I develop all my own B&W. It's not hard. Color is trickier, I've only done it a couple times. Only reason it's trickier is the temperature of the chemicals has to be pretty exact.


What exactly did you want to know? If you're talking about alternative kinds of developing, I know you can use coffee. I haven't tried it (yet).

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Flipping lenses....love the look it gives. The most common camera I know of that people flip the lens on is a Brownie Hawkeye. Looks like this:




It's really easy to take the lens off, flip it over, and put it back on. The camera is supposed to take 620 film, but 120 spools will fit in it. At least some--I have one that has trouble fitting a 120 spool, and another that doesn't. You can always re-spool 120 film onto a 620 spool if you have to.


Results in a crazy blur--and a focal distance of about 2-5 feet, varies a little by camera:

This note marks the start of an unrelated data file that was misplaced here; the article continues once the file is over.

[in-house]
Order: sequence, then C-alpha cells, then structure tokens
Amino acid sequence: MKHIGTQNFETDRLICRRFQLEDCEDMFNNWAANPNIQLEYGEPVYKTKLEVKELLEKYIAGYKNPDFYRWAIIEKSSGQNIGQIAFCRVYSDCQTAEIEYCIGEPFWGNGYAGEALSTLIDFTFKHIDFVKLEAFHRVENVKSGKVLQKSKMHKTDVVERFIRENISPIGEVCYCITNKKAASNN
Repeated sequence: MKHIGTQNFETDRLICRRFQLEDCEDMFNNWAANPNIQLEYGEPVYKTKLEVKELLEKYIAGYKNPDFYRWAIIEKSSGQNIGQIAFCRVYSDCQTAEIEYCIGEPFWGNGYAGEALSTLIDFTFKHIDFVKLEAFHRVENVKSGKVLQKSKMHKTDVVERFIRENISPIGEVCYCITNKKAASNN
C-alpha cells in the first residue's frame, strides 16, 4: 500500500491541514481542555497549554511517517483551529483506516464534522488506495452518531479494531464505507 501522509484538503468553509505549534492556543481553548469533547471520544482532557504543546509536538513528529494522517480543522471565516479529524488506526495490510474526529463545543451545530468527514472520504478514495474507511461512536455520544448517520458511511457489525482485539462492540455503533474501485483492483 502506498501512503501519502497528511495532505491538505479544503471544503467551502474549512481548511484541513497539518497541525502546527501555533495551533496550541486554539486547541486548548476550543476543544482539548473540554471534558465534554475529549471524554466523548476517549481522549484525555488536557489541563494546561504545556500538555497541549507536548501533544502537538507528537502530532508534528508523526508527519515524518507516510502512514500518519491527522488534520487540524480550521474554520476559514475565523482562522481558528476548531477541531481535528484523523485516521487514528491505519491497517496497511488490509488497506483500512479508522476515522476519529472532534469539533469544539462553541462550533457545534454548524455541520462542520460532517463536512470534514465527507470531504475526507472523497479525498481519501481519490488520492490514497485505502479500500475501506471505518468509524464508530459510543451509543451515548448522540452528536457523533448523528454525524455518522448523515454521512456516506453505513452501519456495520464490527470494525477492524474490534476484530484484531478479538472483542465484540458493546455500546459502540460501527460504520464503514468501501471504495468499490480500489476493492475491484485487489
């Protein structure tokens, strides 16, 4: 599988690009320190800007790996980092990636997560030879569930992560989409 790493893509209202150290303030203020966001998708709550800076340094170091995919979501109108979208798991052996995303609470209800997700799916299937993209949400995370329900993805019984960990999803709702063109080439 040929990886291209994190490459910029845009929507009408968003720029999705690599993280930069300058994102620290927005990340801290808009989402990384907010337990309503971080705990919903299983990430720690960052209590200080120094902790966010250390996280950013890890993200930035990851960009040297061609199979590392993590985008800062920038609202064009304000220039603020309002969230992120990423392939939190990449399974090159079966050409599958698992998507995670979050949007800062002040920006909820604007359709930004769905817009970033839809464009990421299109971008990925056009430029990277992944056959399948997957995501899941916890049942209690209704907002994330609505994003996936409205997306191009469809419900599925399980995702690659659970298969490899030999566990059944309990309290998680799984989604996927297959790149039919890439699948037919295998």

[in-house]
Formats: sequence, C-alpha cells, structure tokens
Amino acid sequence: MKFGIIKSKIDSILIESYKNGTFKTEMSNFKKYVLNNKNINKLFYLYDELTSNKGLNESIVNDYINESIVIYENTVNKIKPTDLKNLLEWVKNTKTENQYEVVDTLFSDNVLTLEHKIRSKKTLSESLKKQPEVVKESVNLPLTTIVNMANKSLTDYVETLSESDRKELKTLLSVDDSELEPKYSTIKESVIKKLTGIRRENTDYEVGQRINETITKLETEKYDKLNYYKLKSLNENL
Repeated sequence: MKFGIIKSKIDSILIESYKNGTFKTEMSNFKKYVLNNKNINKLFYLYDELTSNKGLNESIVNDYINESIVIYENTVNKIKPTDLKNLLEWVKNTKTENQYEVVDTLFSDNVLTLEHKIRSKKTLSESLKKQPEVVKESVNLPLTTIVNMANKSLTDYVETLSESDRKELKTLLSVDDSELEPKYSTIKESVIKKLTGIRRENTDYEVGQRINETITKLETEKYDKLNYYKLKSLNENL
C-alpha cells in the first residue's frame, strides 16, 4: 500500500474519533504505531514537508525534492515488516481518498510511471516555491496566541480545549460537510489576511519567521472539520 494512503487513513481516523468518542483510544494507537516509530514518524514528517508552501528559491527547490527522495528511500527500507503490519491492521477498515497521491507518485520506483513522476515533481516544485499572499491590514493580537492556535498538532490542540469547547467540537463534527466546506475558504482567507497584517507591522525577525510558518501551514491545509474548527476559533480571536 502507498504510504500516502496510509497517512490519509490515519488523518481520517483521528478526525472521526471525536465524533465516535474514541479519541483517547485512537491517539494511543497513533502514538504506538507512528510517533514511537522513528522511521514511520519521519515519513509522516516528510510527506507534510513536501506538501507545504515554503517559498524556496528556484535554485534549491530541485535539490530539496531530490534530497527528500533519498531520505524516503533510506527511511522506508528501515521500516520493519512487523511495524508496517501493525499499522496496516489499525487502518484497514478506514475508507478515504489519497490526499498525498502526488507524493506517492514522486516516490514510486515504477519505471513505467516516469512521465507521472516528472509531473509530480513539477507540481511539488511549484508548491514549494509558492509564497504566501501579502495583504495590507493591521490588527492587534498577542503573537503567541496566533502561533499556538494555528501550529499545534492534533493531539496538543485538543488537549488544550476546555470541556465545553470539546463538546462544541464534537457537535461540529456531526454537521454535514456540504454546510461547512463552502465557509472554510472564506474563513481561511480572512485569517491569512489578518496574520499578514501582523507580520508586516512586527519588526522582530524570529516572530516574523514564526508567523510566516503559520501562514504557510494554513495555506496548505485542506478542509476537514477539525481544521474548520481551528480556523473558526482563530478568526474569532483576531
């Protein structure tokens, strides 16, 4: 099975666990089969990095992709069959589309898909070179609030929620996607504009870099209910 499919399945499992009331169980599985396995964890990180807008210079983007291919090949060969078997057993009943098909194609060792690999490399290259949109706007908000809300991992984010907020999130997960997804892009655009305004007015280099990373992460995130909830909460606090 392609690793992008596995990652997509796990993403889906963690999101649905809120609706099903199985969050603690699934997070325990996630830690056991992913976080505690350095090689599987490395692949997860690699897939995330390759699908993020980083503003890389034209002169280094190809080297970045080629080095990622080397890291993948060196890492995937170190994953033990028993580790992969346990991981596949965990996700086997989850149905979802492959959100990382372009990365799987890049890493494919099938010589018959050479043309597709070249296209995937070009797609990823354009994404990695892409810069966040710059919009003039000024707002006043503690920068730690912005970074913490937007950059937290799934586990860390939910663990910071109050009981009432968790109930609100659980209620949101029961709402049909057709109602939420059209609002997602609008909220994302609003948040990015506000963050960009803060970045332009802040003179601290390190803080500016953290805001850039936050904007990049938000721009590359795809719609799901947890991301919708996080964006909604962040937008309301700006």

Ever since discovering it was possible to flip lenses on cameras with little plastic lenses, I've tried it on a number of plastic 35mm toy cameras--the kind you can pick up at a thrift store for a dollar or two. I've ruined a few cameras taking them apart to flip their lenses--it's not possible with every camera, a lot of them are made so that the lens is attached to it. But an easy one to flip is the Ansco Pix Panorama:












It's one of my favorite cameras to use.

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I do all my own black and white and when I can afford to shoot color I can dev it too. There are surprisingly simple ways to keep the water temp high and consistent in your kitchen sink.

I've done a fair amount of alternative process printing too. Caffenol is a lot of fun, I'll post some of my negs developed in caffenol with a simple formula for doing it when I get home tonight.


Totally geeking out over this thread.

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I have more to come. :)


How do you keep the temp consistent in your sink? I think maybe my thermometer was just old and inaccurate...I don't know, I'm just not very patient. I did pick up a new thermometer but I don't have color chemicals now.